Buying Disney mugs for my parents helped heal the pain of losing our home
How I Bought That takes a peek inside the process of making a meaningful purchase, whether your budget is big or small. In this series, we look at what different nostalgic purchases meant for our writers, whether they filled their childhood dreams of owning a pool or brought back memories of trips to Disneyland.
There are plenty of reasons to dislike Disneyland. It’s crowded, expensive, exhausting, and some people liken it to their own personal hell dimension. But while the prototypical image one might conjure up of Disneyland is a hot, sweaty, churro-scented wallet shredder, the truth is, the “Happiest Place on Earth” can be peaceful, and on certain days, beautiful. Even with my dark, cynical personality, I can often be found wandering around Sleeping Beauty’s castle staring at attractions wide-eyed and wearing Mickey ears, because Disneyland is a place where I feel safe. It’s a place where, as an often anxious and sometimes angry person, I don’t feel anxious or angry while I’m there.
We, the McCombs, were quite the ’90s SoCal family: My dad, a former-professional-surfer-turned-house-contractor; my mother, a lifelong waitress; and their two towhead children. The routine was to do absolutely nothing unique to any other Disney-dwelling family when we took our trips to the land of the mouse. We would ride Splash Mountain and eat unhealthy overpriced snacks, one of us (me) would cry and complain over blisters on our feet, and my parents would spend just a bit beyond their means to make my brother and I happy.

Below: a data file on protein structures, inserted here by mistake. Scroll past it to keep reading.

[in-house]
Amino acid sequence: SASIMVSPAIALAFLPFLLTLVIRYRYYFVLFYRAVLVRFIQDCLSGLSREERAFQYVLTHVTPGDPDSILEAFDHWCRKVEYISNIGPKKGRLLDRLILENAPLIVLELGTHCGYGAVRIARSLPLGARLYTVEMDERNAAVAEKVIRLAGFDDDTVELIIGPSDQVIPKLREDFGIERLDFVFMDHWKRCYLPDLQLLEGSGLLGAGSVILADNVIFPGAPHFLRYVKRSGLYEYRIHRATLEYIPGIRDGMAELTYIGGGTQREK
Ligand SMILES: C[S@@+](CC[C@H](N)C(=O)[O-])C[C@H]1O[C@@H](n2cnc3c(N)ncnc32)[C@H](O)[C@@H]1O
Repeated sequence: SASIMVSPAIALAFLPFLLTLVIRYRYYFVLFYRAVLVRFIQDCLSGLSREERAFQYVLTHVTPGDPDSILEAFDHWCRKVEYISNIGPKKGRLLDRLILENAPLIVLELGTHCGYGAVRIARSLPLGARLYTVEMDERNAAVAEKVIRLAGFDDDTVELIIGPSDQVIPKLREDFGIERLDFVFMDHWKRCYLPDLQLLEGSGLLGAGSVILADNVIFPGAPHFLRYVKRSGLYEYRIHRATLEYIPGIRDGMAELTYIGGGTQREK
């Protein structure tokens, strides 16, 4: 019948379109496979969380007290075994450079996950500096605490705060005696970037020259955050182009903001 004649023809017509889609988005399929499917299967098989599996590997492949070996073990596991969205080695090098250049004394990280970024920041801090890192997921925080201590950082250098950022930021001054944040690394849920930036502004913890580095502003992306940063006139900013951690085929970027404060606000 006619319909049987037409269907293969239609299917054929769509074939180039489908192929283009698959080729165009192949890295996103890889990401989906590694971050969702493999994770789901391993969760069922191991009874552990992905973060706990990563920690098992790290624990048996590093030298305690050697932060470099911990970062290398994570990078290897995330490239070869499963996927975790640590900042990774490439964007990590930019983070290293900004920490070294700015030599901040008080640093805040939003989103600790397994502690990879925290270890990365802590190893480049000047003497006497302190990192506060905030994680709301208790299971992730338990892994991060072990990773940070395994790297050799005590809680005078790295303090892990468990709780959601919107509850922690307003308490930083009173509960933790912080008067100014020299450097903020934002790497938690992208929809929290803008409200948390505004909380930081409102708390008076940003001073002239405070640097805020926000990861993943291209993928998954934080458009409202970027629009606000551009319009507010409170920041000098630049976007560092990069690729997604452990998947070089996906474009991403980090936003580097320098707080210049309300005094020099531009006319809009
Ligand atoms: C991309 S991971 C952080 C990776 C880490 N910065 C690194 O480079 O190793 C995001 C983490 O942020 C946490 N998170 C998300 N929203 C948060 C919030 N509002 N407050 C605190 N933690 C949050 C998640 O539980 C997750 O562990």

My mom and dad had a tradition of spoiling themselves at the park as well. The tradition was to pick out coffee mugs for each other to buy and bring home. Oddly, watching them sweetly pick out the mugs they were destined to drink coffee in on Sunday mornings was always my favorite part of our Disneyland trips. I, too, wanted a coffee mug, every single trip. Sadly, my parents wouldn’t allow it because I also always wanted a stuffed Disney character. Naturally, something had to be sacrificed, and every time it was the practical mug that got the ax. Regardless, I still wanted a mug…always.
Perhaps what I truly wanted was what a mug represented to me: Being an adult. As a profoundly lonely child, I despised the act of being young and was convinced that being an adult came with having friends as a sovereign right.
Therefore, to me, adulthood was the Holy Land, making a Disneyland coffee mug the Holy Grail.
I don’t remember a single toy my parents bought for myself or my brother, but I can remember every single mug my parents bought from that park—which is why, when we became statistical victims of the 2008 housing crisis, it hurt when my parents lost those mugs in the process of losing our home. It’s strange how such small things like coffee mugs can matter in a time when terribly big things come to shake up the picture-perfect snow globes of our lives. Much like the Disneyland toys I can’t recall, nothing material I lost during that period stood out to me the way my parents’ silly Disneyland mugs did.
I was 17 when we got booted out of our home and I dropped out of high school as a result. I turned 18 as the snowball effect of extreme displacement developed into homelessness, making the adulthood I envisioned for myself a much more fraught and lonely one than my seven-year-old self had projected it would be. The events that followed the loss of my home are why I am an often anxious, sometimes angry she-creature who can only find solace in her childhood safe place.